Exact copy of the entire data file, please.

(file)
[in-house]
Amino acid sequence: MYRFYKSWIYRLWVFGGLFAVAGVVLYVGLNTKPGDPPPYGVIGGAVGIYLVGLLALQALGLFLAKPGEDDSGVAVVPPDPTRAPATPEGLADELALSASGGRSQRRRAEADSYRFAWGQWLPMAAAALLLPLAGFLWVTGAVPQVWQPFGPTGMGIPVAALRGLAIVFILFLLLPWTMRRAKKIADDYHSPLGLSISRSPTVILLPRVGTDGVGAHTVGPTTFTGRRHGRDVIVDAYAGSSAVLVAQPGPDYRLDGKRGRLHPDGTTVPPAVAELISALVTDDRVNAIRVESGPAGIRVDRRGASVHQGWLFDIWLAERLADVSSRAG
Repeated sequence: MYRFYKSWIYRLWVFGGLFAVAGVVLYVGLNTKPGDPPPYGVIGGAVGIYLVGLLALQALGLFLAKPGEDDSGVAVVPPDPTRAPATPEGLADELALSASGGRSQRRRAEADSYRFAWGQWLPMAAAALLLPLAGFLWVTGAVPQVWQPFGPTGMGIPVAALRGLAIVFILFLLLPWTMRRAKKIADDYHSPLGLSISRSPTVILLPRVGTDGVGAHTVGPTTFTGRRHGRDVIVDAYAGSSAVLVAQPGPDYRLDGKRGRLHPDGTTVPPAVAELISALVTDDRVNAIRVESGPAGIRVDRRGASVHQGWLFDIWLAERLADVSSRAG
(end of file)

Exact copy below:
[in-house]
Amino acid sequence: MYRFYKSWIYRLWVFGGLFAVAGVVLYVGLNTKPGDPPPYGVIGGAVGIYLVGLLALQALGLFLAKPGEDDSGVAVVPPDPTRAPATPEGLADELALSASGGRSQRRRAEADSYRFAWGQWLPMAAAALLLPLAGFLWVTGAVPQVWQPFGPTGMGIPVAALRGLAIVFILFLLLPWTMRRAKKIADDYHSPLGLSISRSPTVILLPRVGTDGVGAHTVGPTTFTGRRHGRDVIVDAYAGSSAVLVAQPGPDYRLDGKRGRLHPDGTTVPPAVAELISALVTDDRVNAIRVESGPAGIRVDRRGASVHQGWLFDIWLAERLADVSSRAG
Repeated sequence: MYRFYKSWIYRLWVFGGLFAVAGVVLYVGLNTKPGDPPPYGVIGGAVGIYLVGLLALQALGLFLAKPGEDDSGVAVVPPDPTRAPATPEGLADELALSASGGRSQRRRAEADSYRFAWGQWLPMAAAALLLPLAGFLWVTGAVPQVWQPFGPTGMGIPVAALRGLAIVFILFLLLPWTMRRAKKIADDYHSPLGLSISRSPTVILLPRVGTDGVGAHTVGPTTFTGRRHGRDVIVDAYAGSSAVLVAQPGPDYRLDGKRGRLHPDGTTVPPAVAELISALVTDDRVNAIRVESGPAGIRVDRRGASVHQGWLFDIWLAERLADVSSRAG